Belarus"s economy in 2013: Forward to the Past
On February 21st forecast data about socio-economic development in 2013 was published.
The 2013 projected data demonstrates the return of the economy to the 2010-2011 standards. The economic model will not change – the government is only choosing sources of funding to support the status quo. The period until the next devaluation will last as long as the government is able to find the required amount to keep the situation as is.
The Economy Ministry Regulation No 1, dated January 4th, 2013 and published only in the second half of February states, that the Belarus’ current account balance in 2013 is projected with deficit minus USD 5.123 billion. In 2010, the balance was negative – minus USD 8.28 billion, in 2011 – minus USD 5.121 billion. In 2013 Belarus will benefit from gas supplies at discount prices – USD 2 billion, if compared with 2011. Excluding the possible continuation of the potential diesel fuel imports for the biodiesel production and potential benefits from the agreement on the duties’ distribution, the picture resembles that of 2010.
The improvements in 2012 were temporary and mainly due to additional financial benefits from Russian oil re-export schemes. Scheme’s suspension has triggered a chain reaction in the economy, which resulted in a drop in industrial production. The foreign trade balance was therefore negative and the financial economic outputs had deteriorated. Distorted perception of the real situation in the economy was due to savings of USD 2000 million to pay for the natural gas supply. The economic recovery was a misconception and some mistakes were repeated, which resulted in the devaluation in 2011.
Devaluation effect ceased to have impact in the second half of 2012. Wage growth has exceeded the nominal value compared with December 2010. The sale of Beltransgaz and oil re-export schemes increased the gold reserves to a relatively safe level (2 months worth of imports of goods and services). However, there were no significant structural changes. The main exports are petroleum products; Belarus’ dependence on its main market - the Russian Federation, has increased; privatization efforts have been halted, the modernization de facto looks like the distribution of funds with minimal economic impact; private business operate primarily to maximize their profits due to potential sudden change in the business conditions, including the assets’ nationalization.
Thus, the economic cycle in Belarus has looped. The period until the next devaluation will last as long as the government is able to find the required amount to keep the situation as is. The government considers sales of certain assets as a last resort option. The economic model will not change – the government is only choosing sources of funding to support the status quo.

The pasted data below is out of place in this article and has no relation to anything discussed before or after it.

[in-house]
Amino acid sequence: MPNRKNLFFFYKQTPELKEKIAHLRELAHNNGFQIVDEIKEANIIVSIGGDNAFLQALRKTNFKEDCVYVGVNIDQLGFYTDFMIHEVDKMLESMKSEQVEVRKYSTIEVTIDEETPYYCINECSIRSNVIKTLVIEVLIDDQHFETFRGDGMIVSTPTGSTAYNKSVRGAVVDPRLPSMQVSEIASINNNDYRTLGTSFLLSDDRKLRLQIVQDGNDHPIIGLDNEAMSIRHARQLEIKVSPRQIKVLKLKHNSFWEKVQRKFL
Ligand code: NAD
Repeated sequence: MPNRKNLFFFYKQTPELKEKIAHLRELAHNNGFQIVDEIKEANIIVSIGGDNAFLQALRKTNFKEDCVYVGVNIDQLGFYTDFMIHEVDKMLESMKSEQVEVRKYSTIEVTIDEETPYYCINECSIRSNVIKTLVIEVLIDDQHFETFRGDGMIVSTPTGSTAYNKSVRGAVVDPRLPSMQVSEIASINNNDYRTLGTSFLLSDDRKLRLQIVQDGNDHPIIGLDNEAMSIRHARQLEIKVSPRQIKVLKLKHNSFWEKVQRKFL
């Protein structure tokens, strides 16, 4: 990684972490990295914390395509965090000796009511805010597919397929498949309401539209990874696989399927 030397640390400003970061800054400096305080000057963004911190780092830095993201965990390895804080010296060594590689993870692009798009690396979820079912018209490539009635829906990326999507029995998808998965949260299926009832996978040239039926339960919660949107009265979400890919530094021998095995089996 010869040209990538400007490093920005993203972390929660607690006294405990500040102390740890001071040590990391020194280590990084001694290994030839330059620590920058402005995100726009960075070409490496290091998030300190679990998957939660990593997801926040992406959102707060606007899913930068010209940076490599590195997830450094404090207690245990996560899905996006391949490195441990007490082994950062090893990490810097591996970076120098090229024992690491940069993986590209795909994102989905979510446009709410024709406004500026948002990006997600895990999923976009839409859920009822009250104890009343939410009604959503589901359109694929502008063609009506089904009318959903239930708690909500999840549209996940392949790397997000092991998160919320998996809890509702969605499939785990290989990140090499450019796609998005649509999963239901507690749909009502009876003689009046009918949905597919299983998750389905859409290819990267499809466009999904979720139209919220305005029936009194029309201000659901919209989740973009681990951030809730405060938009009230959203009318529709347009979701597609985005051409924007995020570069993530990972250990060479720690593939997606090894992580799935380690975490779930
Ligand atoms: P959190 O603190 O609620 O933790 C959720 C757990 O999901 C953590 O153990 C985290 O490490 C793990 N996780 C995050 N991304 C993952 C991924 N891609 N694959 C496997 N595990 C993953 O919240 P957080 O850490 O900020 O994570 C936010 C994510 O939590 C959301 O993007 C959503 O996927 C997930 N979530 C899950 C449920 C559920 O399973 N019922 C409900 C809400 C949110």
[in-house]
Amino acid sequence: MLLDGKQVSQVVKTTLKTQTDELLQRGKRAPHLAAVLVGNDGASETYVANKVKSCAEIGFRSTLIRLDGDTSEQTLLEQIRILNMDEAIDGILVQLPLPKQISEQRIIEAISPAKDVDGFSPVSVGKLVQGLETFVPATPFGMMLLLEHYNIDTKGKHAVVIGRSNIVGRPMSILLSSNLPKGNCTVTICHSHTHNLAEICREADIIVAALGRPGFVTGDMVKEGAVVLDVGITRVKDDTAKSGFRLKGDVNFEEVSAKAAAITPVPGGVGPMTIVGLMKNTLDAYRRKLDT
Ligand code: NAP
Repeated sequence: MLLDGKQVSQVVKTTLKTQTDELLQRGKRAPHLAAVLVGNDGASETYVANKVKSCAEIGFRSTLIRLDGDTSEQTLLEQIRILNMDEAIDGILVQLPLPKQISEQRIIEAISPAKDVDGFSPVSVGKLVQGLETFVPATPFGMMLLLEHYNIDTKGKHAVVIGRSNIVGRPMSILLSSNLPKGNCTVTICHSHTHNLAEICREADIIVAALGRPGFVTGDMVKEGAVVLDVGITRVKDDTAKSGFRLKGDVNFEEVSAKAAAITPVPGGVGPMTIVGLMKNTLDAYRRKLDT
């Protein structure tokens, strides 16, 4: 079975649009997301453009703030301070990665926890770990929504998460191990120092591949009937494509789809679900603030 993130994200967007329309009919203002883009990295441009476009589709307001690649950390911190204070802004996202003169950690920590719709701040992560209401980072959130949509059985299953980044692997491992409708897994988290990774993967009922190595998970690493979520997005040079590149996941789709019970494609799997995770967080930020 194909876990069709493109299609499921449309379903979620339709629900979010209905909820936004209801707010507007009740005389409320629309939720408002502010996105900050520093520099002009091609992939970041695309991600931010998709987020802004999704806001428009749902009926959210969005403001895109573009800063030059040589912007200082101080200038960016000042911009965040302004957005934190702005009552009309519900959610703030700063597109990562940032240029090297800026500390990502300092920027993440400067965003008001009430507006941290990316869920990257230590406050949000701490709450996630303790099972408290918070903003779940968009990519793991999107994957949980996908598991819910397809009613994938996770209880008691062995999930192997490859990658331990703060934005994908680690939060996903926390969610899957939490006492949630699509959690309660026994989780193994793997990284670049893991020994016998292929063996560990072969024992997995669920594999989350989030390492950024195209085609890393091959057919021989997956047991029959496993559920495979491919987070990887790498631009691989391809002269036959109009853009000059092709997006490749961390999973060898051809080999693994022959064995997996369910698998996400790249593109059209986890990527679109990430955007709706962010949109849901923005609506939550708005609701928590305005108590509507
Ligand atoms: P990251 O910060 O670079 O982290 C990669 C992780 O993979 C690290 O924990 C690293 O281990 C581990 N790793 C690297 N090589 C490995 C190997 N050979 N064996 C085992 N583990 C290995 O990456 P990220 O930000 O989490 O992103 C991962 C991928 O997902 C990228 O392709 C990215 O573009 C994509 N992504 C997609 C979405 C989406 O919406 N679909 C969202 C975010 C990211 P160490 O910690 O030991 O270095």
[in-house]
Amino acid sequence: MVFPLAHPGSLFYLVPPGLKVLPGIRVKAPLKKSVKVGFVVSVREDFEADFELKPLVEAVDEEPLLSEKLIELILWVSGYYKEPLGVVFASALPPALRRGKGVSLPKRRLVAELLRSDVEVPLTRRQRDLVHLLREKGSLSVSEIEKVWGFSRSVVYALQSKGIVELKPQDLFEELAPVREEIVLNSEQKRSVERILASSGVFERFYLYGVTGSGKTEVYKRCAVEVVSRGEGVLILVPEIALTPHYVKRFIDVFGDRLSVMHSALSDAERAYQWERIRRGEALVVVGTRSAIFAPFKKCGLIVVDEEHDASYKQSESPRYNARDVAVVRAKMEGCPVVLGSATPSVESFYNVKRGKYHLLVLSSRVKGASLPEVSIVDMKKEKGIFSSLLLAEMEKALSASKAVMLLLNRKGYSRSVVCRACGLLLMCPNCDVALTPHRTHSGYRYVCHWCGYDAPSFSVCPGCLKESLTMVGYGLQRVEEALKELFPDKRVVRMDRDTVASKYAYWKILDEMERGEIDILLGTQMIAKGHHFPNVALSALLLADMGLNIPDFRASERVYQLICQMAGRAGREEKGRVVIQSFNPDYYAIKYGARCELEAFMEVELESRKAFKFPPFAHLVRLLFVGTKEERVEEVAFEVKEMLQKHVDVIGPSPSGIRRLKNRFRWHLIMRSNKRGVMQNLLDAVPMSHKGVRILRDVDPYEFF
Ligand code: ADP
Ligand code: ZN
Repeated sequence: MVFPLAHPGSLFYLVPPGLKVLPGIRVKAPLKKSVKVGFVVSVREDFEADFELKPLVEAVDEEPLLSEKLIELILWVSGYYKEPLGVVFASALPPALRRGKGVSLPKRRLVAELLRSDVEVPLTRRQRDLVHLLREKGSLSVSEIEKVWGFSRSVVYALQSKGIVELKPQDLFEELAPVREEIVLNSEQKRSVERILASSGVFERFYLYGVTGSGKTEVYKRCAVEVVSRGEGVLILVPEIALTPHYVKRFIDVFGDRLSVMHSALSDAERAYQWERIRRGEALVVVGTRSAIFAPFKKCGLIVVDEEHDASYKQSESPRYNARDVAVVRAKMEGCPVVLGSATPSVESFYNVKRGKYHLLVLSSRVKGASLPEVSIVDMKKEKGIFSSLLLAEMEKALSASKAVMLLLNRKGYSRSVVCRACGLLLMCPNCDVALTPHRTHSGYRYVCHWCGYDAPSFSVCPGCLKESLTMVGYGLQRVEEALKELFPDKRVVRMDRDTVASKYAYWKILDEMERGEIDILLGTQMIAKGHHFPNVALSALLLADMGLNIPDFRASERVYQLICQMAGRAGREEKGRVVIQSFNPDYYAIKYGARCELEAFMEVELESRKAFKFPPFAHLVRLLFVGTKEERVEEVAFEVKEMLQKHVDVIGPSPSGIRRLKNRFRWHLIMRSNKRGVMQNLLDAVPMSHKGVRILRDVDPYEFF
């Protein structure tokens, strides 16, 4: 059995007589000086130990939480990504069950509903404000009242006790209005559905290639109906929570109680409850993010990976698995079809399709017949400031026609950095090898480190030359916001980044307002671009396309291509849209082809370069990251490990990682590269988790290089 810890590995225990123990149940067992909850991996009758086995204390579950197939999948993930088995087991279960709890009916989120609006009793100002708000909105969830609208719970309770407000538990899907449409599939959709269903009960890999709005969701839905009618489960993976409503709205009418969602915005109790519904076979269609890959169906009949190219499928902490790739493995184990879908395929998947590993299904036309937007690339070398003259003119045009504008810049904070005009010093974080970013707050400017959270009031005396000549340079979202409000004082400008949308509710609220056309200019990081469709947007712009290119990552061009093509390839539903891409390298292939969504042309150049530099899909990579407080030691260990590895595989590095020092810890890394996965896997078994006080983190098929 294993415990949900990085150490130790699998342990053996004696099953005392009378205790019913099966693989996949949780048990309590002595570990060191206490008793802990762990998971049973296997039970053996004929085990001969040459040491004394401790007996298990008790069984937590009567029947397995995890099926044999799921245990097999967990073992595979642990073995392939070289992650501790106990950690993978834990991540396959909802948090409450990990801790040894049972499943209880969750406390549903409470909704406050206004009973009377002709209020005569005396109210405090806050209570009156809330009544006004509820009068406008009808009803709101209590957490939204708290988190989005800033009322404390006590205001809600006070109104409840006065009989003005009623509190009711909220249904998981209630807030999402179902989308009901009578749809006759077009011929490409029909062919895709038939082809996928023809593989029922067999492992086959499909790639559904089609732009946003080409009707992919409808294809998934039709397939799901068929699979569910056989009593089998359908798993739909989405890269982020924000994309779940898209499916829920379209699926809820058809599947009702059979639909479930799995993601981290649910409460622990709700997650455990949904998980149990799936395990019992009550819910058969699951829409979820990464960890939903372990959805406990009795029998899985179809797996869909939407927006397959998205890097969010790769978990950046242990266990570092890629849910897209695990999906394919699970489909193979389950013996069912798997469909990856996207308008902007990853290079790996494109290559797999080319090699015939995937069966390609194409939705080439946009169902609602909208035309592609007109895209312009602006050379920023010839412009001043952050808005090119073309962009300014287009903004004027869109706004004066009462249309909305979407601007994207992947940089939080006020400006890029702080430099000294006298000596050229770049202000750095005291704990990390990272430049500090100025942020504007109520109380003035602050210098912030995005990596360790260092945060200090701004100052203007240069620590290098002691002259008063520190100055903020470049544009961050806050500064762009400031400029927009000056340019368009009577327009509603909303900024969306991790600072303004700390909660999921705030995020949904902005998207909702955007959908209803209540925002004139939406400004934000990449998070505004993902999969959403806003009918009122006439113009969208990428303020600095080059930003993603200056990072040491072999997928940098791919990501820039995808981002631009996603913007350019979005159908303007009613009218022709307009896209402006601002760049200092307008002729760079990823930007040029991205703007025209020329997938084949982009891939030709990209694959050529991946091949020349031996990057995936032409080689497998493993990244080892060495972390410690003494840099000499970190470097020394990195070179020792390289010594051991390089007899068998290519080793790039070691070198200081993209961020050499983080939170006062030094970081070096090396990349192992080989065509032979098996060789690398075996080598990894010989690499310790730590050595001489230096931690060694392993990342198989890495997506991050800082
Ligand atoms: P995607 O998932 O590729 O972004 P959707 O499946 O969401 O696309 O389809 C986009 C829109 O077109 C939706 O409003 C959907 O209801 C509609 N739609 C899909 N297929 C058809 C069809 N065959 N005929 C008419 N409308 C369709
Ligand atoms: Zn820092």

The rapid increase in wages has led to a decline in the ratio between labour productivity and real wages to one. Previously, the rule was that enterprises, in which the state owned more than 50% of shares in the founding capital, were not allowed increasing salaries if this ratio was equal to or less than one. The authorities are unlikely to be able to meet the wage growth requirement without long-term consequences for the economy. Hence, the government is likely to contain wage growth for the sake of economic growth.
According to Belstat, In January – August 2017, GDP growth was 1.6%. The economic revival has led to an increase in wages. In August, the average monthly wage was BYN 844.4 or USD 435, i.e. grew by 6.6% since early 2017, adjusted for inflation. This has reduced the ratio between labour productivity and real wages from 1.03 in January 2017 to 1 in the first seven months of 2017. This parameter should not be less than 1, otherwise, the economy starts accumulating imbalances.
The need for faster growth in labour productivity over wage growth was stated in Decree No 744 of July 31st, 2014. The decree enabled wages growth at state organizations and organizations with more than 50% of state-owned shares only if the ratio between growth in labour productivity and wages was higher than 1. Taking into account the state's share in the economy, this rule has had impact on most of the country's key enterprises. In 2013 -2014 wages grew rapidly, which resulted in devaluation in 2014-2015.
Faster wage growth as compared with growth in labour productivity carries a number of risks. Enterprises increase cost of wages, which subsequently leads to a decrease in the competitiveness of products on the domestic and foreign markets. In construction, wholesale, retail trade, and some other industries the growth rate of prime cost in 2017 outpaces the dynamics of revenue growth. This is likely to lead to a decrease in profits and a decrease in investments for further development. Amid wage growth, the population is likely to increase import consumption and reduce currency sales, which would reduce the National Bank's ability to repay foreign and domestic liabilities.
The Belarusian government is facing a dilemma – either to comply with the president’s requirement of a BYN 1000 monthly wage, which could lead to new economic imbalances and could further affect the national currency value, or to suspend the wage growth in order to retain the achieved economic results. That said, the first option bears a greater number of negative consequences for the nomenclature.
Overall, the rapid growth in wages no longer corresponds the pace of economic development. The government is likely to retain the economic growth and retrain further growth in wages. Staff reshuffles are unlikely to follow the failure to meet the wage growth requirement.